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AAAE Security SmartBrief February 23, 2012

April 11, 2012

Alaska lawmakers will consider four airport security bills 
Alaska state Rep. Sharon Cissna introduced legislation that would criminalize pat-downs that involve touching a passenger’s genitals, require signs warning travelers of pat-downs, and require a health study of airport security screening. A fourth bill would require Alaska municipal airports to apply to opt out of Transportation Security Administration screening by the end of 2013. Anchorage Daily News (Alaska) (free registration) (2/22)

ravelers’ loose change would fund nonprofit under bill 
Proposed legislation would require the loose change left by travelers at airport security checkpoints to go to a nonprofit organization that supports the military. ?Travelers? lost change should be put to good use, and there is no better organization to use this money wisely than the United Service Organizations,” said Rep. Jeff Miller, R-Fla., the bill’s sponsor. “Each airport center provides a place for service men and women to enjoy a welcoming atmosphere, connect with family, and utilize the services provided by the USO.” Travelers left behind about $400,000 at checkpoints in 2010, according to the Transportation Security Administration. ABC News (2/22)

Surging oil prices to cause pain for business travelers 
The increasing cost of fuel may douse the desire of business travelers to fly. The cost of fuel is expected to increase throughout the spring and summer. “Surging oil prices will cause you real pain at the airport… because airlines are disproportionately affected by energy prices,” Joe Brancatelli writes. (2/22)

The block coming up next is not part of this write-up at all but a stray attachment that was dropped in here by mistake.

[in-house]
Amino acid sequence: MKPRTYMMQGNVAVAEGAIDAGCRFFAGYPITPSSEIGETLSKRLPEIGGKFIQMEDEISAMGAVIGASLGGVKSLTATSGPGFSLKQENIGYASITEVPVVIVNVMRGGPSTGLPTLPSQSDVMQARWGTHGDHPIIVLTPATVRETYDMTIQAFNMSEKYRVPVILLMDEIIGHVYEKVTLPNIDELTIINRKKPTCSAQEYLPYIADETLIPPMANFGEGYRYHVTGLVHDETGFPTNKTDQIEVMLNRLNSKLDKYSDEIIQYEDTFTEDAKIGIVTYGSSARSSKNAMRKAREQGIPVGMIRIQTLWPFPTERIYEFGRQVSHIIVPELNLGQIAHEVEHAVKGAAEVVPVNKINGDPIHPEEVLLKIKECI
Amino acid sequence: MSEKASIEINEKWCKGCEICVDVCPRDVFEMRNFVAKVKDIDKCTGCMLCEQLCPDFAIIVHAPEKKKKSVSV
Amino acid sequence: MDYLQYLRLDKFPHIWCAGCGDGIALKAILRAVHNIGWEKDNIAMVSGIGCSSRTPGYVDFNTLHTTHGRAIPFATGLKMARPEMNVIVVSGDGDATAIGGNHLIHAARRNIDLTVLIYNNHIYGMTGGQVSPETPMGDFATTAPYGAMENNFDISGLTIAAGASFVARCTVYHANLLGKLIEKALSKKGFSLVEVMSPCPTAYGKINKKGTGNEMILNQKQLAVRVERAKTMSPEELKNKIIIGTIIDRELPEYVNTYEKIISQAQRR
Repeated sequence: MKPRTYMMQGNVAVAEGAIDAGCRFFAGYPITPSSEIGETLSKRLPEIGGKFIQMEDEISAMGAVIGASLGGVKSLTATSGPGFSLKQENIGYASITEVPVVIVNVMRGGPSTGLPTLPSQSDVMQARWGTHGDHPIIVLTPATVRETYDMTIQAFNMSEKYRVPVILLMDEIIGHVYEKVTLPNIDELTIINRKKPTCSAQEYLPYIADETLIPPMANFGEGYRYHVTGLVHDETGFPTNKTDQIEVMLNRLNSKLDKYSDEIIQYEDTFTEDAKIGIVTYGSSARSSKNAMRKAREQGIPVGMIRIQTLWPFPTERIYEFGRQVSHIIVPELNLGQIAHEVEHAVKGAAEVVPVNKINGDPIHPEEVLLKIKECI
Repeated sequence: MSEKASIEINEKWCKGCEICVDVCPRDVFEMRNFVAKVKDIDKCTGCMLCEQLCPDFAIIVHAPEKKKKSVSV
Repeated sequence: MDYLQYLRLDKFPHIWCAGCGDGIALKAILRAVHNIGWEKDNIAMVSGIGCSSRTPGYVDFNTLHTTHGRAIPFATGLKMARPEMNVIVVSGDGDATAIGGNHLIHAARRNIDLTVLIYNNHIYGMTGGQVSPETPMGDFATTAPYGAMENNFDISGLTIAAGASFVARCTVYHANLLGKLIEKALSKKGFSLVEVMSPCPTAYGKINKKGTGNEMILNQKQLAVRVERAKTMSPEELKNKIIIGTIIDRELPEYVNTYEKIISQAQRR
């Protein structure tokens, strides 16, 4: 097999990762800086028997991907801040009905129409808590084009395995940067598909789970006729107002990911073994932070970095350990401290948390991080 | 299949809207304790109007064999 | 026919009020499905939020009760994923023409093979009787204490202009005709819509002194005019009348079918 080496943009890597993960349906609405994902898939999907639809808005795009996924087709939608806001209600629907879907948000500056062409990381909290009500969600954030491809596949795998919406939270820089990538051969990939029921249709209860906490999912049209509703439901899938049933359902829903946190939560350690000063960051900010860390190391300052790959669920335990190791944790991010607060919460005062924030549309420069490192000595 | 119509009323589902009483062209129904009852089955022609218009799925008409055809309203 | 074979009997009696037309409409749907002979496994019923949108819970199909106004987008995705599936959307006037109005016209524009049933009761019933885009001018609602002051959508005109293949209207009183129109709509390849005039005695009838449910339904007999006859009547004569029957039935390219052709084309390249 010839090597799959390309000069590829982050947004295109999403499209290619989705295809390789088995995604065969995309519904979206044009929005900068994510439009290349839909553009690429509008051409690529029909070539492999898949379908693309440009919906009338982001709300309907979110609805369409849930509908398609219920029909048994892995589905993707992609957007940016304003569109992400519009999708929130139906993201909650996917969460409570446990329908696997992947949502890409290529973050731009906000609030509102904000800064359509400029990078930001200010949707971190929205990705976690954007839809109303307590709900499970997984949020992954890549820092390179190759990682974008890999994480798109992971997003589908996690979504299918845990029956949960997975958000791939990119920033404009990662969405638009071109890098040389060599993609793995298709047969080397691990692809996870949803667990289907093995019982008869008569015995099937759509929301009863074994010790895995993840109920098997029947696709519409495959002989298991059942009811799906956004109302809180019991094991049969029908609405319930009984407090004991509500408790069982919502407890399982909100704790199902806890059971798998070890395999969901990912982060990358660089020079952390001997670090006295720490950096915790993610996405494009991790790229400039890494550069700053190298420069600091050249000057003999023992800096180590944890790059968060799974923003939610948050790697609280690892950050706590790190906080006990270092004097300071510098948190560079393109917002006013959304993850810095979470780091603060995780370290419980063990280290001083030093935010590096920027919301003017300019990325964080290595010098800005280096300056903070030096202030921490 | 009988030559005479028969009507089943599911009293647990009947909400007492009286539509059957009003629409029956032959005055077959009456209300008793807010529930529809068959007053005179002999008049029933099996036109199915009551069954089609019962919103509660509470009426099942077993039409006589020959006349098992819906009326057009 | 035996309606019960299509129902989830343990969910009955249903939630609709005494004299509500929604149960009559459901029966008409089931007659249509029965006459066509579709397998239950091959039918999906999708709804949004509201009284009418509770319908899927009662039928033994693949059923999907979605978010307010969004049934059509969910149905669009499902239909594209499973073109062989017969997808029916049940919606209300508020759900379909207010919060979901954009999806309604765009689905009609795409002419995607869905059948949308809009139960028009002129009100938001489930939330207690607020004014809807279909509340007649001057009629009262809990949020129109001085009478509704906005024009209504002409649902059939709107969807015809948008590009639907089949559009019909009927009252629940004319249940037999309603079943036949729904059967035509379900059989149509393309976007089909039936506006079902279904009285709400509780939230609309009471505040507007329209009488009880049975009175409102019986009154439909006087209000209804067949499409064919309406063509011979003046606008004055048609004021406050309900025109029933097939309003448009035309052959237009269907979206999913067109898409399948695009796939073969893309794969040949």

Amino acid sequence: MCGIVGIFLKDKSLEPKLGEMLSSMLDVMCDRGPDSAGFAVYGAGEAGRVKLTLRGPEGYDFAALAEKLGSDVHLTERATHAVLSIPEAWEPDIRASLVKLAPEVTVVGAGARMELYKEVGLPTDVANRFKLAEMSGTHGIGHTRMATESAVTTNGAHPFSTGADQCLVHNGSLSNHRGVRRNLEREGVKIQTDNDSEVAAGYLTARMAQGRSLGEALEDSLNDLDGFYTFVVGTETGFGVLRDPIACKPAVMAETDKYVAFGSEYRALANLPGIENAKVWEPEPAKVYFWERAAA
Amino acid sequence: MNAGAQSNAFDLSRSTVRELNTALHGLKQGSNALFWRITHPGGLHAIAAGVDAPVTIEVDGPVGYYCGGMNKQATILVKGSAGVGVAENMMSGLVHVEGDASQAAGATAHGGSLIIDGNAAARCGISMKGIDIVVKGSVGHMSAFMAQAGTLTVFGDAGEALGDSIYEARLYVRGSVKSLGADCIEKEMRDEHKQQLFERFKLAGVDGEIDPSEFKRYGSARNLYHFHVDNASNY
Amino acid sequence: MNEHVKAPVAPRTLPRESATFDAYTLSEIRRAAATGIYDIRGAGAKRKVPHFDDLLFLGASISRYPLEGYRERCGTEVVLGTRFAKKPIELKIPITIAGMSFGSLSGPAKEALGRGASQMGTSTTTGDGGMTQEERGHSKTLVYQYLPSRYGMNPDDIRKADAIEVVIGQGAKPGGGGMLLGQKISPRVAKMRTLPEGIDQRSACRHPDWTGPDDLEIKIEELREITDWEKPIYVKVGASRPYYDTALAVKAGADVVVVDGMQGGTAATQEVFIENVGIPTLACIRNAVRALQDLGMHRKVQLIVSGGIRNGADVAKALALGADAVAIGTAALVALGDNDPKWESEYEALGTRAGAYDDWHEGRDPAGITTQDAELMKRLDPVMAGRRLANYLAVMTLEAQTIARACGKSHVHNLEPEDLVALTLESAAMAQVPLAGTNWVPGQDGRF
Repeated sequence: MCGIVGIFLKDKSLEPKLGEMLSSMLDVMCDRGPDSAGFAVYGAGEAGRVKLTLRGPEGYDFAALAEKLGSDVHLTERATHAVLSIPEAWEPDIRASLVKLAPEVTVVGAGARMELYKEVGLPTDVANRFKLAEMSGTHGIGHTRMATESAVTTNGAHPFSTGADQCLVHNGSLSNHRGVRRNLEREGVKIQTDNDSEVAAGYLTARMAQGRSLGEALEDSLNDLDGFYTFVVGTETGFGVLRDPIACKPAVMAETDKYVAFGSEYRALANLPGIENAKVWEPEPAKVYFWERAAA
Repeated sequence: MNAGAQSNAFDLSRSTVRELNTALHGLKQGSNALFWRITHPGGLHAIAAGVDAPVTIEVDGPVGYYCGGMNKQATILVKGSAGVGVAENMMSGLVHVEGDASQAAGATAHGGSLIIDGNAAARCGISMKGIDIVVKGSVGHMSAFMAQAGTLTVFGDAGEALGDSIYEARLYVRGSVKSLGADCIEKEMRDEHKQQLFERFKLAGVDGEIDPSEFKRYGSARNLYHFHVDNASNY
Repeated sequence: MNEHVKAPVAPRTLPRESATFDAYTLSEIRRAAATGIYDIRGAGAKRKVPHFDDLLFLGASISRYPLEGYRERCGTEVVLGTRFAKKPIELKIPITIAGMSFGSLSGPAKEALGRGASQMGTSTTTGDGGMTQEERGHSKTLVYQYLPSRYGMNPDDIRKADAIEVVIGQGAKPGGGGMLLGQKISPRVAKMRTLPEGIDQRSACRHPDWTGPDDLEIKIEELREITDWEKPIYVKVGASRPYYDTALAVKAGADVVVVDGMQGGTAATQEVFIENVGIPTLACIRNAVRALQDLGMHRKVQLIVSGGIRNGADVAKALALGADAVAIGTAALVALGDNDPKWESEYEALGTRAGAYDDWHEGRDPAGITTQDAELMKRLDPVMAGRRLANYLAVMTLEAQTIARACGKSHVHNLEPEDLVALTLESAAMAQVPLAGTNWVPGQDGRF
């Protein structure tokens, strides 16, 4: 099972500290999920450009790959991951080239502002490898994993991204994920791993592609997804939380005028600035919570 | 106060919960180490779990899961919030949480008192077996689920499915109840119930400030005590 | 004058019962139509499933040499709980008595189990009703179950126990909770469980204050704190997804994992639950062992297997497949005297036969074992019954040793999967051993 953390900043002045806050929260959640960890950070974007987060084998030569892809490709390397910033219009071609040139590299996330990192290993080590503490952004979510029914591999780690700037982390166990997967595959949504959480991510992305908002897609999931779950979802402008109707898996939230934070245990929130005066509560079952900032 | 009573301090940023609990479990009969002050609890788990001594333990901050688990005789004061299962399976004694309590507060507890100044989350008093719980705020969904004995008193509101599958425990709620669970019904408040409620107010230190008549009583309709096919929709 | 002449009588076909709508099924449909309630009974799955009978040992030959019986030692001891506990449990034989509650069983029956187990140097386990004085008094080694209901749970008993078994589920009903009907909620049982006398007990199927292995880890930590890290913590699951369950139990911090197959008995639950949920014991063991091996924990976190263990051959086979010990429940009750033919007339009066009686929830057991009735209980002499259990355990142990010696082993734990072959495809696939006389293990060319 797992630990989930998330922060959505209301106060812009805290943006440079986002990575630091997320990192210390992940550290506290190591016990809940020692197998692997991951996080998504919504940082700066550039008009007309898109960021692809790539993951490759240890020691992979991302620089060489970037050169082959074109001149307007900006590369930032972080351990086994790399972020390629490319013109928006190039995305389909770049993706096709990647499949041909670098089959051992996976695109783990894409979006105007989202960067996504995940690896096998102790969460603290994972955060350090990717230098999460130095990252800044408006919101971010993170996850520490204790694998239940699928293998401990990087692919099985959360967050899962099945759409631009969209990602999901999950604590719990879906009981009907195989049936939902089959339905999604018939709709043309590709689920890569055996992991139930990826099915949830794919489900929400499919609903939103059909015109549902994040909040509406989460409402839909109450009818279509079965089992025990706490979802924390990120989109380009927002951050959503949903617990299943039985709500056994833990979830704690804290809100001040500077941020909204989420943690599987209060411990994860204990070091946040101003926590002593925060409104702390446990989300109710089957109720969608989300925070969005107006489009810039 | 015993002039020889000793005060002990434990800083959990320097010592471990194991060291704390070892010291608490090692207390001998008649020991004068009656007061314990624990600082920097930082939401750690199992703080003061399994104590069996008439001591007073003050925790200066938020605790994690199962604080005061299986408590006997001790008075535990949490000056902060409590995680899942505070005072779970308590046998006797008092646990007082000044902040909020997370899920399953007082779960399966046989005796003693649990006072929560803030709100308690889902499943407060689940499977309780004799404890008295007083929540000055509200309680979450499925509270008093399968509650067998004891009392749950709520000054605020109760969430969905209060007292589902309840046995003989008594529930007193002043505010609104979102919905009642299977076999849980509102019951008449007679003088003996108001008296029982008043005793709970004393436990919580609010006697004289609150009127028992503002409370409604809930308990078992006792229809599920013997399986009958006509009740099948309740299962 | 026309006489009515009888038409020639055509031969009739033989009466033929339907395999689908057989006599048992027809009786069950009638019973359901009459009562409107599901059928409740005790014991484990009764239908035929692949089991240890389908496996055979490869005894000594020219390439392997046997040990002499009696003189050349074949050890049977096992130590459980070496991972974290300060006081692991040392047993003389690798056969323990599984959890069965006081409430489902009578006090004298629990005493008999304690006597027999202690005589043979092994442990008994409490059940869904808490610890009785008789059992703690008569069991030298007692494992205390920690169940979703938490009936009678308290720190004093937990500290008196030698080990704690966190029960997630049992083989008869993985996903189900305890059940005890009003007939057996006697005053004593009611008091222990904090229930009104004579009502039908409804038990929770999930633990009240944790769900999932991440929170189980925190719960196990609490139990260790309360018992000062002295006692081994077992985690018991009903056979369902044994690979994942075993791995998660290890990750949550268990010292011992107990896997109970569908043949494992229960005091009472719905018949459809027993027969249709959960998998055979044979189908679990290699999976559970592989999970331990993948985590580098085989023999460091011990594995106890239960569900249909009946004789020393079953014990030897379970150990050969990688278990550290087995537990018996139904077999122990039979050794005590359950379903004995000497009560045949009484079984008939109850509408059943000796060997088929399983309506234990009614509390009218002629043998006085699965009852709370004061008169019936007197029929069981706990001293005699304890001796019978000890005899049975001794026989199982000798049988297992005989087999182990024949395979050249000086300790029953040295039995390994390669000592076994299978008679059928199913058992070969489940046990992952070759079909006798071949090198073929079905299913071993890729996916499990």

TSA appoints Carter Morris as chairman of security committee 
The Transportation Security Administration has named Carter Morris chairman of the Aviation Security Advisory Committee. Morris is a senior vice president at the American Association of Airport Executives, and will serve on the committee for a term of 12 months. The committee advises the TSA on civil aviation security. Government Security News (2/21)

Trends & Technology

Wi-Fi is fast becoming a standard option on Delta shuttles 
Delta Air Lines is on the fast track to providing Wi-Fi service across its entire fleet, including smaller shuttle planes. Delta now offers in-flight Wi-Fi on all shuttle flights between New York’s LaGuardia Airport and Chicago’s O’Hare International Airport. “We are thrilled that Wi-Fi is now available to our Delta Shuttle customers as it’s a perfect complement to other shuttle amenities including free morning coffee and newspapers,” said Gail Grimmett, a Delta senior vice president. Chicago Tribune (2/21)

Policy & Regulatory

Error rates for controllers likely due to better reporting 
Errors by air-traffic controllers remained flat in 2011, say people who have seen a forthcoming report from the Federal Aviation Administration. New FAA computerized systems that track relatively minor controller errors may have resulted in a past rise in overall error rates. FAA officials and union leaders believe that a 50% jump in errors from 2009 to 2010 was largely due to improved reporting. An FAA spokeswoman said the shift to a new reporting system has “produced a wealth of information to help the FAA identify potential risks in the system and take swift action to address them.” The Wall Street Journal (2/22)

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